Wednesday, for the most part, was uncommonly narrow in terms of it’s trading ranges and activity was uncommonly light. This is more true for bond markets in general than it was for MBS, however. That’s NOT typically the case, inasmuch as MBS tend to not move as quickly and aggressively as Treasuries unless there’s MBS-specific market movers to digest. As far as detecting any of those, there were a few candidates, but nothing that leaped off the screens. Possibilities include:
1. Supply ganging up on demand just after the Treasury close.
2. Technical levels being hit, both in terms of outright prices (102-28 had been holding firm until then) as well as spreads (MBS broke their previous post-QE3 wides vs 10yr Treasuries)
3. A shadow of a doubt that MBS could have read something into the Bernanke Press Conference in that he introduced the concept of a sliding scale of bond buying based on changing economic conditions. Though very different from a complete plug-pulling, this perhaps made it seem like some abatement of QE buying was sooner at hand than previously thought, even if balanced out by the “baby steps” qualification.
Once the jig was up, 102-18 quickly emerged as a friendly little midway perch between 102 and 103.
Perhaps more than anything, we were facing an incredibly sideways Treasury trade that quickly showed it’s hand with weakness after the 3pm close. MBS didn’t really start having problems until then anyway. It’s an easier time of day for one side of the market to gain the upper hand on the other, and a less typical time for the Fed to be a big sponsor.
Thursday brings the most robust day of economic data of the week by far. There are Markit Purchasing Manager’s Indexes all across the Eurozone during the overnight session and a smattering of ancillary reports before the domestic session. Jobless Claims leads off at 8:30am, expected to show 342k vs 332k previously and fresh off it’s specific mention in Bernanke’s press conference, is the biggest report of the morning. FHFA Home Prices follow at 9am with the relatively more important Philly Fed Index and Existing Home Sales reports printing at 10am.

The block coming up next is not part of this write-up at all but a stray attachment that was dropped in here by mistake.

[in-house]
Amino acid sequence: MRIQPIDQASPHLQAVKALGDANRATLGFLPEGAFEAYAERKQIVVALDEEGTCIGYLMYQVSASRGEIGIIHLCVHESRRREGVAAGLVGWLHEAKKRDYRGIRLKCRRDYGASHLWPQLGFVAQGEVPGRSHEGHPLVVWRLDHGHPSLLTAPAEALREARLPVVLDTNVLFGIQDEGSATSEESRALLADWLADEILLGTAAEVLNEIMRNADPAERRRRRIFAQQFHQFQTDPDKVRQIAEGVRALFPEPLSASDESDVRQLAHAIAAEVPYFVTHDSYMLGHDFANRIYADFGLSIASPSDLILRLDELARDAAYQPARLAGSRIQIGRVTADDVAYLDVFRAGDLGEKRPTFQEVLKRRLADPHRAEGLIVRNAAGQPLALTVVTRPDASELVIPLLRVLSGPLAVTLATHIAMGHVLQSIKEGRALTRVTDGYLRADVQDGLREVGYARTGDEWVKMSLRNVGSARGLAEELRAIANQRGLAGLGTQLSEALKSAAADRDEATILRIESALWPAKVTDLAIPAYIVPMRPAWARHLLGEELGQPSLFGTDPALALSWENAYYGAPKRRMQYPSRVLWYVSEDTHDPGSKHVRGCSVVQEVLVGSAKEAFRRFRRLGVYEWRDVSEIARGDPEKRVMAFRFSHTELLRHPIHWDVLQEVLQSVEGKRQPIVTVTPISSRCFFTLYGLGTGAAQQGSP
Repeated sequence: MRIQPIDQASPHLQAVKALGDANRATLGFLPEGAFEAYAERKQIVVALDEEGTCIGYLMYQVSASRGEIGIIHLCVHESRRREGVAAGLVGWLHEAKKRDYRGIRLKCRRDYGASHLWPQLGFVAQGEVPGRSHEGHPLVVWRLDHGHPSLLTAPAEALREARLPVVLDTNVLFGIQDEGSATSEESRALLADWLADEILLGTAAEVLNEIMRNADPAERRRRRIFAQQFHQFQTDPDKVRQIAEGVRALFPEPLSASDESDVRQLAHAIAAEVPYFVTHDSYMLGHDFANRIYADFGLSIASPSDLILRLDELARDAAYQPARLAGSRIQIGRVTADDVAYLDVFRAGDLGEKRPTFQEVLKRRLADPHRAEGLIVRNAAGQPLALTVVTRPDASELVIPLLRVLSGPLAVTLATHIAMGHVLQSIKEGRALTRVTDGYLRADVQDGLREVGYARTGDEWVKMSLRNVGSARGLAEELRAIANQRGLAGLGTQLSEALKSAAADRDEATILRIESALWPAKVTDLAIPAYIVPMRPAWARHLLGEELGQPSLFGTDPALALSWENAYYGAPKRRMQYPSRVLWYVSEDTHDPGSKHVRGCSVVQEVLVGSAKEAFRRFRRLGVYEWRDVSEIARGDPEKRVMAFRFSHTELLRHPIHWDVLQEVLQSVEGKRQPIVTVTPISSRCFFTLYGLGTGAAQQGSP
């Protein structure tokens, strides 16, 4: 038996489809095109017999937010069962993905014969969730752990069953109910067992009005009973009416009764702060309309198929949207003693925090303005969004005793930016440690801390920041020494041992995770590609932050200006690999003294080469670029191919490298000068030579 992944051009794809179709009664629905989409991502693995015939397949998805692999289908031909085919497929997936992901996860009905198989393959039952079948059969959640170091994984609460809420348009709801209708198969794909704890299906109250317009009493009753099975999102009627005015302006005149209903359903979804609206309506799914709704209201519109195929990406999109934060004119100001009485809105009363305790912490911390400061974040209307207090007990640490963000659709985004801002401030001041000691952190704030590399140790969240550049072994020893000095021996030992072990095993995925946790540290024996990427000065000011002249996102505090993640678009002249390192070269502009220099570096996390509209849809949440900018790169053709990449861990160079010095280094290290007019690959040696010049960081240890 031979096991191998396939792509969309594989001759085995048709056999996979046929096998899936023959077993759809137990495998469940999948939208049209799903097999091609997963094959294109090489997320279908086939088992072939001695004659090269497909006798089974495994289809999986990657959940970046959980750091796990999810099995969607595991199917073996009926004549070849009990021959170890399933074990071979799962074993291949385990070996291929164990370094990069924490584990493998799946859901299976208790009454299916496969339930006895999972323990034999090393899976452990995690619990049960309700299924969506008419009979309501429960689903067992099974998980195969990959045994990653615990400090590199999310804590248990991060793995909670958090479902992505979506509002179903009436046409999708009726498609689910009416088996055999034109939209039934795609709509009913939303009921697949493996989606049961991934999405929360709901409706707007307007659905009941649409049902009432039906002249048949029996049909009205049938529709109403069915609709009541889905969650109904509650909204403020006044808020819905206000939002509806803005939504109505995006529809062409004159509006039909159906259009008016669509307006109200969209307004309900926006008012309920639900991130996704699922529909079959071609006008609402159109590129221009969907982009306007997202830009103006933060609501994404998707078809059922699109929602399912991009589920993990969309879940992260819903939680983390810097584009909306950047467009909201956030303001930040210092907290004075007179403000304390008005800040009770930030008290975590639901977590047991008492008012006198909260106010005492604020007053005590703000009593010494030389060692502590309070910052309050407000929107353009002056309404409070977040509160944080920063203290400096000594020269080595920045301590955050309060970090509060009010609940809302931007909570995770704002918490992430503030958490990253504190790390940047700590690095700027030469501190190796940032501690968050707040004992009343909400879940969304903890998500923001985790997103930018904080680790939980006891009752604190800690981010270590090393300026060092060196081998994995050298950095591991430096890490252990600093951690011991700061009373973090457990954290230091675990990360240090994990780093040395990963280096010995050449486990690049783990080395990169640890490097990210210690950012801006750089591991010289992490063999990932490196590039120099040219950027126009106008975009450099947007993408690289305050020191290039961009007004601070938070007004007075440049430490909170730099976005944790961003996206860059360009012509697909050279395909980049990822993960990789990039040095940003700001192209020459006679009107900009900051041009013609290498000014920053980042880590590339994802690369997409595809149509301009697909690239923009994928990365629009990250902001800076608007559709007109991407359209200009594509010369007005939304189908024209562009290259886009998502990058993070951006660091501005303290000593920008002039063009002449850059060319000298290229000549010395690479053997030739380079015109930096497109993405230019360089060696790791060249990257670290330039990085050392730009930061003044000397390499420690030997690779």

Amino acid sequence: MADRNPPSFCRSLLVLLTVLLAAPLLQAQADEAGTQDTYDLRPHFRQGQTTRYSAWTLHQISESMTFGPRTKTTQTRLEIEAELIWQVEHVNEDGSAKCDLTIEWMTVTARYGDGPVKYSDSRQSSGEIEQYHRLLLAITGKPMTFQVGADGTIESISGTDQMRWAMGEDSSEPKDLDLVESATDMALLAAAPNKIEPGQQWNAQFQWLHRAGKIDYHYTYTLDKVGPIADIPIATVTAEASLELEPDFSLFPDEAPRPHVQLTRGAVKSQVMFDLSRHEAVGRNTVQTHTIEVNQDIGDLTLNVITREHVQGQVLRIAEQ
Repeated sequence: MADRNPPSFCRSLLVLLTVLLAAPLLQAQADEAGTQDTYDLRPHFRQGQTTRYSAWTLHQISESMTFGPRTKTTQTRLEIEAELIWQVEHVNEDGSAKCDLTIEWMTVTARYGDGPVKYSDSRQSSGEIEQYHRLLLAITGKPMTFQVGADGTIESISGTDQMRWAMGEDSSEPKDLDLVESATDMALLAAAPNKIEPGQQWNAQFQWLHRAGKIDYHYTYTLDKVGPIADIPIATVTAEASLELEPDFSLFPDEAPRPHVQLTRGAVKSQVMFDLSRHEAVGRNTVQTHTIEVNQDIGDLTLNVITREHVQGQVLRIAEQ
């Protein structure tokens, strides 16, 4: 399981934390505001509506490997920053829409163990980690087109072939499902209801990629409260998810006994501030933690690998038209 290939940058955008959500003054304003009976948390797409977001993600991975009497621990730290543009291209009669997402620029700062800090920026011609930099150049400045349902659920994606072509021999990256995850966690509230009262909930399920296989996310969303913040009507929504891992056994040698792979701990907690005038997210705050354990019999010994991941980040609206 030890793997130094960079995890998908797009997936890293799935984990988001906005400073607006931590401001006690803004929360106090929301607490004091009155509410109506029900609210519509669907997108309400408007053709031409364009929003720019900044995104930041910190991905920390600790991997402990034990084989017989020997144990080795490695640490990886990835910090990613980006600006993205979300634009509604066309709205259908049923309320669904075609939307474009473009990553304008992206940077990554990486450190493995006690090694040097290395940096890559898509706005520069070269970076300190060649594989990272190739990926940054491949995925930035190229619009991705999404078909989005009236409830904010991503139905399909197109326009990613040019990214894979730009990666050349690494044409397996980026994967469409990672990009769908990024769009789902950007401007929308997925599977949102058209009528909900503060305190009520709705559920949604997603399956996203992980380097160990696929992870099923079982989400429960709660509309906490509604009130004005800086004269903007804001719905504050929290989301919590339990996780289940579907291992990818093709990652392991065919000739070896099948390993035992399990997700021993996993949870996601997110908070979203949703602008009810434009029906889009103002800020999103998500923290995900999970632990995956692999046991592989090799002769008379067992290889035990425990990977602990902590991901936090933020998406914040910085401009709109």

If this glut of data (assuming some of it is interesting) fails to motivate much movement, we’ll have solid confirmation that we’re transfixed by Cyprus, utterly and completely. Even before the luxury of such information, we’d guess that anything but exceptionally deviant econ data or headlines concerning Cyprus itself would have a tough time causing too much movement ahead of the weekend. Even if markets are numbing to Cyprus, they still want to see what happens when banks come back on line next week, assuming tape-bombs aren’t seen before then. MBS look like they’re smack dab in the middle of a 1 point range until the next big move.